Lüne Abbey was originally built for Benedictine nuns and today is home to a chapter of Lutheran conventuals. It is one of several former monasteries administered by the Hanoverian monastic chamber.
Lüne Abbey was founded in 1172 by Hildeswidis von Markboldestorp. In the founding document by Hugo, Bishop of Verden, there is no mention of the observances to be followed, so that it is assumed that it was a chapter of canonesses. Not until 1272 was the nunnery described in a document as an abbey for Benedictine nuns and only from the mid-14th century is a full adoption of Benedictine observances recorded.
The abbey was overseen by an abbess. Its administration and pastoral care was placed in the charge of a provost elected by the nuns. One of these provosts, Henry of Langlingen (d. 1381), was elected Prince-Bishop of Verden by the Verden cathedral chapter in 1367. Lüne nunnery belonged to the Bursfelde Congregation.
Following the introduction of the Reformation in the Principality of Lüneburg the first service in the German language was celebrated on 26 April 1528 at the instigation of Duke Ernest the Confessor, despite the opposition of the nuns. In 1529 the provostship's property was placed under ducal administration and a new provost, selected by the local lords, was installed who was to ensure the implementation of Lutheran doctrine.
However, due to considerably resistance by the orthodox nuns it took until 1562 before the new doctrine was fully adopted throughout the convent. On the basis of a rule in the Lüneburg Monastic Regulations the monastery retained its independence however. In 1711, at the behest of Duke George-Louis (later George I of Great Britain) the monastery was turned into a Lutheran convent, whose primary task was to take care of unmarried daughters of Lüneburg's country gentry.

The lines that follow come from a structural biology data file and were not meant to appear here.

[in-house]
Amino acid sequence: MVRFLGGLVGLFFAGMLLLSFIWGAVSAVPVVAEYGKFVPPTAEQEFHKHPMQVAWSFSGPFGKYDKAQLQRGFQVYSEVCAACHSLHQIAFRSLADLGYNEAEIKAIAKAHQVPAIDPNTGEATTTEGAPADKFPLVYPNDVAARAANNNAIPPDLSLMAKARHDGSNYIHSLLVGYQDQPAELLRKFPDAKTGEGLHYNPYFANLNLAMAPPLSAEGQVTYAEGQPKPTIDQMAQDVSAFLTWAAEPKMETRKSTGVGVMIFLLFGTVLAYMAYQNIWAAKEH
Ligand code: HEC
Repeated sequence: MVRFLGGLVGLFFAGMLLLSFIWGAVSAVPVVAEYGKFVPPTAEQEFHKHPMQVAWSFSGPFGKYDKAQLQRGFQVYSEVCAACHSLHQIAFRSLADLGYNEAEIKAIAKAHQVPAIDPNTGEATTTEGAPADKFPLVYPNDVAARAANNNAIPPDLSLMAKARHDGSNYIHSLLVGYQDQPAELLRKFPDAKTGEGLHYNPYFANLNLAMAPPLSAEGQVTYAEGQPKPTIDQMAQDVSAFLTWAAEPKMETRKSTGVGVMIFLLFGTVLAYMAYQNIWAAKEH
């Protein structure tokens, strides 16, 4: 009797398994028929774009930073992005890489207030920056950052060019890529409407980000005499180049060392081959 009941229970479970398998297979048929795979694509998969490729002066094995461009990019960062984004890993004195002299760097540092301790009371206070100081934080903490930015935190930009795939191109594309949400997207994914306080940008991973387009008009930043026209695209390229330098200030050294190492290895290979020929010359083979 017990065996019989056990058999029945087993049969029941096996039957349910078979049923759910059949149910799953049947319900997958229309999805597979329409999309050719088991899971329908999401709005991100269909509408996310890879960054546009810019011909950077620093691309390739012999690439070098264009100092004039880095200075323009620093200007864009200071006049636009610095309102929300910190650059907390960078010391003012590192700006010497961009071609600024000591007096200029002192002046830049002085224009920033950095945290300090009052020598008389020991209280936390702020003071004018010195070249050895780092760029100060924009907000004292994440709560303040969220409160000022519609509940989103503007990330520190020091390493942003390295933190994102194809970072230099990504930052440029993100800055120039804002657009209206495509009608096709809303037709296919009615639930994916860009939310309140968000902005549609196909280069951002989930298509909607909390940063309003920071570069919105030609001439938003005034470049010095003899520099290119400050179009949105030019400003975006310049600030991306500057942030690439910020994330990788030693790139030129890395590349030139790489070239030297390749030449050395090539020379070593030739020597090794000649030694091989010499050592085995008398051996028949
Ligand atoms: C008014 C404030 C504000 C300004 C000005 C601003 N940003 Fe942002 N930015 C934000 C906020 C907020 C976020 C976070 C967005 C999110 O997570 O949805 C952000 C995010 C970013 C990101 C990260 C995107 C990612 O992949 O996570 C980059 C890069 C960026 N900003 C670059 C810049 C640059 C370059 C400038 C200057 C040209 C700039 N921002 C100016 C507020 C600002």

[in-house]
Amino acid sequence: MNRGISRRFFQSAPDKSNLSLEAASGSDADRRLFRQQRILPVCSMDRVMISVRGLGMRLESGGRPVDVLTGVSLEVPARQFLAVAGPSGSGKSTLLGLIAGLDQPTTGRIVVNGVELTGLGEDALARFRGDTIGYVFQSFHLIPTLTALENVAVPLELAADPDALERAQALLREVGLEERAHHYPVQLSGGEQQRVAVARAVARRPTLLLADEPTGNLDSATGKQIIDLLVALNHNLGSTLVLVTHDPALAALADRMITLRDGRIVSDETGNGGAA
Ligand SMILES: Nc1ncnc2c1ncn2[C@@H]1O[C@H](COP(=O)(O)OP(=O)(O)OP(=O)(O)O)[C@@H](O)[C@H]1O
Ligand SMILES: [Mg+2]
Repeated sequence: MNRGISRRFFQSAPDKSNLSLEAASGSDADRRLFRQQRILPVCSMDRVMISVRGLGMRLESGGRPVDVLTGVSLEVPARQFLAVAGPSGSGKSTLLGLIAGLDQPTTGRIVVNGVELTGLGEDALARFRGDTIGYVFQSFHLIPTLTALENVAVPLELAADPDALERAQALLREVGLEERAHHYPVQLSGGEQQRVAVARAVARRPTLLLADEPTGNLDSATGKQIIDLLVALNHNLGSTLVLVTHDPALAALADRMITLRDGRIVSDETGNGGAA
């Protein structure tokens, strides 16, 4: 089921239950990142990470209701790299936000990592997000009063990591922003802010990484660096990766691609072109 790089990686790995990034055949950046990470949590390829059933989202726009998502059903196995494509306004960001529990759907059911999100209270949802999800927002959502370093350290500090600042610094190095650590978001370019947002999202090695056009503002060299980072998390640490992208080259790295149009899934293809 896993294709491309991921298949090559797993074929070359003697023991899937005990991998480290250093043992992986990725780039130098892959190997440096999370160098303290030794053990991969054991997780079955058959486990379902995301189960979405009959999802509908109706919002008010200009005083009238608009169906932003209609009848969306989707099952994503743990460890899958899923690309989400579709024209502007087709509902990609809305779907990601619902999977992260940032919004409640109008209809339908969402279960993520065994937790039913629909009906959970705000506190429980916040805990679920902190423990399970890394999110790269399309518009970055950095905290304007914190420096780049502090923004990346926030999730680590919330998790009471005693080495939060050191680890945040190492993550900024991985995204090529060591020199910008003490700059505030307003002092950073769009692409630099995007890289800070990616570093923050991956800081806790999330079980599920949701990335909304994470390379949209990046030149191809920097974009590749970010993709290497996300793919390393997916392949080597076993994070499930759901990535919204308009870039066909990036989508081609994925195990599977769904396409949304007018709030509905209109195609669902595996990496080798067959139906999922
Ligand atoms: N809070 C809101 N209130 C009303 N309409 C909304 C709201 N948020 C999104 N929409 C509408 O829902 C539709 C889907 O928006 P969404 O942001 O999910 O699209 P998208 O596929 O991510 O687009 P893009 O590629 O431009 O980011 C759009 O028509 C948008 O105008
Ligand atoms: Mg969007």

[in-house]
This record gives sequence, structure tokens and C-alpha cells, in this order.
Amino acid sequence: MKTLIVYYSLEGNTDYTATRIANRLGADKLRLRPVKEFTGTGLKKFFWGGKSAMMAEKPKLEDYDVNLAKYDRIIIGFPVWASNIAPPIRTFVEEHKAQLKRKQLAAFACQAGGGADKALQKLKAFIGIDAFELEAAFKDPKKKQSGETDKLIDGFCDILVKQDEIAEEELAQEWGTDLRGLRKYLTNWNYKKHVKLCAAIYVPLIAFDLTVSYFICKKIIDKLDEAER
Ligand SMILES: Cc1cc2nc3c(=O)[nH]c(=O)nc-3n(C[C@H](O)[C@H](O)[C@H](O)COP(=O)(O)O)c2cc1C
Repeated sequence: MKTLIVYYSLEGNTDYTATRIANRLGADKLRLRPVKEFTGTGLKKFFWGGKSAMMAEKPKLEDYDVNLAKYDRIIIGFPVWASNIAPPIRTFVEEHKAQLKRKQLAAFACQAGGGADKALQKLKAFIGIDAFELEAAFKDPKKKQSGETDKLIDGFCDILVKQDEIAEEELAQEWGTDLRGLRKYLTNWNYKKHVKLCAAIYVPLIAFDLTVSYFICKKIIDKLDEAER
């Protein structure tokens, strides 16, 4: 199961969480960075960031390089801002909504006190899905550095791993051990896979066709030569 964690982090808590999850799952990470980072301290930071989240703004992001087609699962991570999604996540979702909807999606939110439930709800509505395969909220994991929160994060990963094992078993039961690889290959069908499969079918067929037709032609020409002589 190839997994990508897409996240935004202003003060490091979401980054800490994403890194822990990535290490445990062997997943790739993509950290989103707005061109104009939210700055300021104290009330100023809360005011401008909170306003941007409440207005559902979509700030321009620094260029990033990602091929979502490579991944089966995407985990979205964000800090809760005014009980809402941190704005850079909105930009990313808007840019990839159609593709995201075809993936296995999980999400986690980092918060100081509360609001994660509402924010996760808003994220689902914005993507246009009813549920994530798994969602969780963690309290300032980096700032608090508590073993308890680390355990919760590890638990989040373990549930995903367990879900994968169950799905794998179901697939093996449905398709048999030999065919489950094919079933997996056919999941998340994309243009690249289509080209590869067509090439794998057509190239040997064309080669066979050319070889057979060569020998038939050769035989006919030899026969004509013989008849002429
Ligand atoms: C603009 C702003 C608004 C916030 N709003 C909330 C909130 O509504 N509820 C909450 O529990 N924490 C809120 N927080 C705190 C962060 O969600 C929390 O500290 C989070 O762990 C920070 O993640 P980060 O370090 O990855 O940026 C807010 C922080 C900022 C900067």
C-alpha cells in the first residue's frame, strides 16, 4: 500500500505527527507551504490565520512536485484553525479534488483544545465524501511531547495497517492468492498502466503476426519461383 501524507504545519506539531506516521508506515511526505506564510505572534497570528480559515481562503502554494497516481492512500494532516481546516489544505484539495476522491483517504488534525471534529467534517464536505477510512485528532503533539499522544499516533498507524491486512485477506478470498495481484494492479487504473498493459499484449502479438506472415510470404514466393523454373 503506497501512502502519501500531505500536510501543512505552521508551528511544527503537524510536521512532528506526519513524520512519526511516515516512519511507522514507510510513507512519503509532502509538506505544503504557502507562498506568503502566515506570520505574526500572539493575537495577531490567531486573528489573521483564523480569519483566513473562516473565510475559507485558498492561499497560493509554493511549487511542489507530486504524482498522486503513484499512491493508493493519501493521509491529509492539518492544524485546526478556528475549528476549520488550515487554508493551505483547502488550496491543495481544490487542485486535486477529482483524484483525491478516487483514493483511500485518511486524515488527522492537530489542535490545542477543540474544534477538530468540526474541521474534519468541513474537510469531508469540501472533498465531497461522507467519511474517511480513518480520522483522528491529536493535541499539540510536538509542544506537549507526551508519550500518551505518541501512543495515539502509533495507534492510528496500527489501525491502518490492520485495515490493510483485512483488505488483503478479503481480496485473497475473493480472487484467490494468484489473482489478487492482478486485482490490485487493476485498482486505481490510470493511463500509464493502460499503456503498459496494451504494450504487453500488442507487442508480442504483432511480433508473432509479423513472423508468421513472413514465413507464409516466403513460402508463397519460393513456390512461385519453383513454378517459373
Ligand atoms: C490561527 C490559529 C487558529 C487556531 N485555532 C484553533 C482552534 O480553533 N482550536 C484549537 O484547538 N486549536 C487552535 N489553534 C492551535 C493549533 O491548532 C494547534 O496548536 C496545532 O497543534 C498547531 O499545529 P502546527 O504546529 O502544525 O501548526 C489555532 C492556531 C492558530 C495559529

In 1380 the monastery was rebuilt in the Brick Gothic style after a major fire. The cloisters, the single-nave church of 1412 and the Nonnenchor are well preserved, the same is true of the former Dormitorium (dormitory).
Lüne is famous for its knitting and embroidery (wool on linen). Valuable pieces (white embroidery (Weißstickerei) altar cloths, fasting cloths (Fastentücher) and carpets, the oldest dating to around 1250, are displayed in the textile museum in the grounds of the monastery opened in 1995. In the church on the altar in the Nonnenchor is a painting from the workshop of Lucas Cranach the Elder. The high altar's triptych (carved altar) was made in the early 16th century. Also worthy of mention are the wall paintings from around 1500 in the refectory of the monastery.
Sirmione castle was built near the end of the 12th century as part of a defensive network surrounding Verona. The castle was maintained and extended first as part of the Veronese protection against their rivals in Milan and later under the control of the Venetian inland empire. The massive fortress is totally surrounded by water and has an inner porch which houses a Roman and Medieval lapidary. From the drawbridge, a staircase leads to the walkways above the walls, providing a marvellous view of the harbour that once sheltered the Scaliger fleet. The doors were fitted with a variety of locking systems, including a drawbridge for horses, carriages and pedestrians, a metal grate and, more recently, double hinged doors. Venice conquered Sirmione in 1405, immediately adopting provisions to render the fortress even more secure, fortifying its outer walls and widening the harbour.
Thanks to its strategical geographical location as a border outpost, Sirmione became a crucial defence and control garrison for the ruling nobles, retaining this function until the 16th century, when its role was taken up by Peschiera del Garda.